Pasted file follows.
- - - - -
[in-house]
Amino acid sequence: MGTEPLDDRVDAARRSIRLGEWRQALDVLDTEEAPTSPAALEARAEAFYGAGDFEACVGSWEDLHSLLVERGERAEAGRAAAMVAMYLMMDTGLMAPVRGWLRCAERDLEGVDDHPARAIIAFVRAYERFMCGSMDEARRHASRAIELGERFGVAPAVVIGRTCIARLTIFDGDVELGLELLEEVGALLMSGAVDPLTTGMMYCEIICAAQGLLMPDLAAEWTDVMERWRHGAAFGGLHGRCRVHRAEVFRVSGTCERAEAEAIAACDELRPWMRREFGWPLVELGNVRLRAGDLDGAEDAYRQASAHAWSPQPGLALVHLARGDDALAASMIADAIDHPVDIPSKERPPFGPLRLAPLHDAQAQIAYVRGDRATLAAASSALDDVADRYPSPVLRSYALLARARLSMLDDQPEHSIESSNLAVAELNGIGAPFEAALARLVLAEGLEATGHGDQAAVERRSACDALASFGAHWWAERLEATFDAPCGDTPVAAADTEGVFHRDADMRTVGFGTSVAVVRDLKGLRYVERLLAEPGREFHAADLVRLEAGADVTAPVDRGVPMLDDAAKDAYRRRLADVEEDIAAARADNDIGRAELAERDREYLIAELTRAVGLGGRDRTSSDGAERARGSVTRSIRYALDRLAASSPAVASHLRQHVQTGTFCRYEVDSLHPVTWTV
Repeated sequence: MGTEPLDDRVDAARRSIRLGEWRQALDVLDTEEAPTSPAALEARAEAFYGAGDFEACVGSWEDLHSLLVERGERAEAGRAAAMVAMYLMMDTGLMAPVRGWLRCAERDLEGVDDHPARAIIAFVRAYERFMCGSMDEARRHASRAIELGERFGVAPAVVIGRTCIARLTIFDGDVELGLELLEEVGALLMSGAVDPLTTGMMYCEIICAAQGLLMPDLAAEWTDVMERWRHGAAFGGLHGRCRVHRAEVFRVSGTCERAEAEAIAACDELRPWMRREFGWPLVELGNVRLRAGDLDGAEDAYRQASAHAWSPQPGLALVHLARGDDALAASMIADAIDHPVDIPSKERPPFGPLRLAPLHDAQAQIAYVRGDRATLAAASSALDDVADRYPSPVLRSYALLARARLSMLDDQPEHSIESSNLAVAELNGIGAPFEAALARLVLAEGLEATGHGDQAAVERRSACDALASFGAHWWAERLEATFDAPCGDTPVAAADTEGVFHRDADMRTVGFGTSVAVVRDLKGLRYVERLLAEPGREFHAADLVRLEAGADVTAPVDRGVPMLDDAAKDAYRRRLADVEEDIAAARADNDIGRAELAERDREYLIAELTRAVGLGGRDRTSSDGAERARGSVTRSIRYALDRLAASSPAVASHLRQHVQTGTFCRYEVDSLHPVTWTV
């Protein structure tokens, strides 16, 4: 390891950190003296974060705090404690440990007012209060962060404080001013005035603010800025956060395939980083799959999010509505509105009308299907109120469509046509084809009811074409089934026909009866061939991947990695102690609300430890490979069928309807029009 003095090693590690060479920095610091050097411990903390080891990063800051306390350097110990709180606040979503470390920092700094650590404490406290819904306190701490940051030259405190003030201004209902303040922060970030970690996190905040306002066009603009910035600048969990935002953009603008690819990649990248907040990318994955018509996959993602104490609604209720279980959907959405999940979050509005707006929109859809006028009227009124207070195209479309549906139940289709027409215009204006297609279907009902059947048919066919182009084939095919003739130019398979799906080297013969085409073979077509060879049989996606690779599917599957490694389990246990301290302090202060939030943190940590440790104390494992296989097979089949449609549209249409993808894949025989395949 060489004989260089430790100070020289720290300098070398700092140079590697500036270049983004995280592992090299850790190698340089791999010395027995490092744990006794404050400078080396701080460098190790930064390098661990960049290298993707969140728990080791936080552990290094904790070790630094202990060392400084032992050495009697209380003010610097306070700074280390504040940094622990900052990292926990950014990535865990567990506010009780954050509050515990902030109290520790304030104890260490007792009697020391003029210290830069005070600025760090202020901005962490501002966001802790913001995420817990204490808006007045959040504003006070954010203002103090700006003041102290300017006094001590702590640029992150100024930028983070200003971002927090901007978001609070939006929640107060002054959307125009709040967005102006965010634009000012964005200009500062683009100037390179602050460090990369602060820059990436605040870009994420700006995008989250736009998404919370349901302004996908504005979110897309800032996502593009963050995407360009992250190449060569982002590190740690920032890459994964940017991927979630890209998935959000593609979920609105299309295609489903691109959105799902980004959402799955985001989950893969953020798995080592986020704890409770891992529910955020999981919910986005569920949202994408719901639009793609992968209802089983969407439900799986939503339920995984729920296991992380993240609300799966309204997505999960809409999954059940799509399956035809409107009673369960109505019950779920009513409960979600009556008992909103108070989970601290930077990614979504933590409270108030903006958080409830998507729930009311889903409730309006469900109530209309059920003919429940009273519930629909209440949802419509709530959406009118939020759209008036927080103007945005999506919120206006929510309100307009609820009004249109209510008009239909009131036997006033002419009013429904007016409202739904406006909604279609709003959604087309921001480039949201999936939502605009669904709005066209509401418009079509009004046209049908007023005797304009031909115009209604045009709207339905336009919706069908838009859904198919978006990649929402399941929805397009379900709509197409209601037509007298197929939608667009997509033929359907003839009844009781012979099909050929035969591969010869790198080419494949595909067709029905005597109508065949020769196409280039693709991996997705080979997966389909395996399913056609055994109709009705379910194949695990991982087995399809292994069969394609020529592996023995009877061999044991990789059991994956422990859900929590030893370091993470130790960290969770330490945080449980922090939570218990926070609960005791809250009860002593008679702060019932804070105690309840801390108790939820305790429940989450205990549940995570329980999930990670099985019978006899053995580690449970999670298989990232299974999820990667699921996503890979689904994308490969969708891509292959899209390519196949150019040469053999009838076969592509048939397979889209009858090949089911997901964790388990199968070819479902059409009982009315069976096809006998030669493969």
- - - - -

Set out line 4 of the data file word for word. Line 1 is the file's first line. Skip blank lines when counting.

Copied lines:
């Protein structure tokens, strides 16, 4: 390891950190003296974060705090404690440990007012209060962060404080001013005035603010800025956060395939980083799959999010509505509105009308299907109120469509046509084809009811074409089934026909009866061939991947990695102690609300430890490979069928309807029009 003095090693590690060479920095610091050097411990903390080891990063800051306390350097110990709180606040979503470390920092700094650590404490406290819904306190701490940051030259405190003030201004209902303040922060970030970690996190905040306002066009603009910035600048969990935002953009603008690819990649990248907040990318994955018509996959993602104490609604209720279980959907959405999940979050509005707006929109859809006028009227009124207070195209479309549906139940289709027409215009204006297609279907009902059947048919066919182009084939095919003739130019398979799906080297013969085409073979077509060879049989996606690779599917599957490694389990246990301290302090202060939030943190940590440790104390494992296989097979089949449609549209249409993808894949025989395949 060489004989260089430790100070020289720290300098070398700092140079590697500036270049983004995280592992090299850790190698340089791999010395027995490092744990006794404050400078080396701080460098190790930064390098661990960049290298993707969140728990080791936080552990290094904790070790630094202990060392400084032992050495009697209380003010610097306070700074280390504040940094622990900052990292926990950014990535865990567990506010009780954050509050515990902030109290520790304030104890260490007792009697020391003029210290830069005070600025760090202020901005962490501002966001802790913001995420817990204490808006007045959040504003006070954010203002103090700006003041102290300017006094001590702590640029992150100024930028983070200003971002927090901007978001609070939006929640107060002054959307125009709040967005102006965010634009000012964005200009500062683009100037390179602050460090990369602060820059990436605040870009994420700006995008989250736009998404919370349901302004996908504005979110897309800032996502593009963050995407360009992250190449060569982002590190740690920032890459994964940017991927979630890209998935959000593609979920609105299309295609489903691109959105799902980004959402799955985001989950893969953020798995080592986020704890409770891992529910955020999981919910986005569920949202994408719901639009793609992968209802089983969407439900799986939503339920995984729920296991992380993240609300799966309204997505999960809409999954059940799509399956035809409107009673369960109505019950779920009513409960979600009556008992909103108070989970601290930077990614979504933590409270108030903006958080409830998507729930009311889903409730309006469900109530209309059920003919429940009273519930629909209440949802419509709530959406009118939020759209008036927080103007945005999506919120206006929510309100307009609820009004249109209510008009239909009131036997006033002419009013429904007016409202739904406006909604279609709003959604087309921001480039949201999936939502605009669904709005066209509401418009079509009004046209049908007023005797304009031909115009209604045009709207339905336009919706069908838009859904198919978006990649929402399941929805397009379900709509197409209601037509007298197929939608667009997509033929359907003839009844009781012979099909050929035969591969010869790198080419494949595909067709029905005597109508065949020769196409280039693709991996997705080979997966389909395996399913056609055994109709009705379910194949695990991982087995399809292994069969394609020529592996023995009877061999044991990789059991994956422990859900929590030893370091993470130790960290969770330490945080449980922090939570218990926070609960005791809250009860002593008679702060019932804070105690309840801390108790939820305790429940989450205990549940995570329980999930990670099985019978006899053995580690449970999670298989990232299974999820990667699921996503890979689904994308490969969708891509292959899209390519196949150019040469053999009838076969592509048939397979889209009858090949089911997901964790388990199968070819479902059409009982009315069976096809006998030669493969």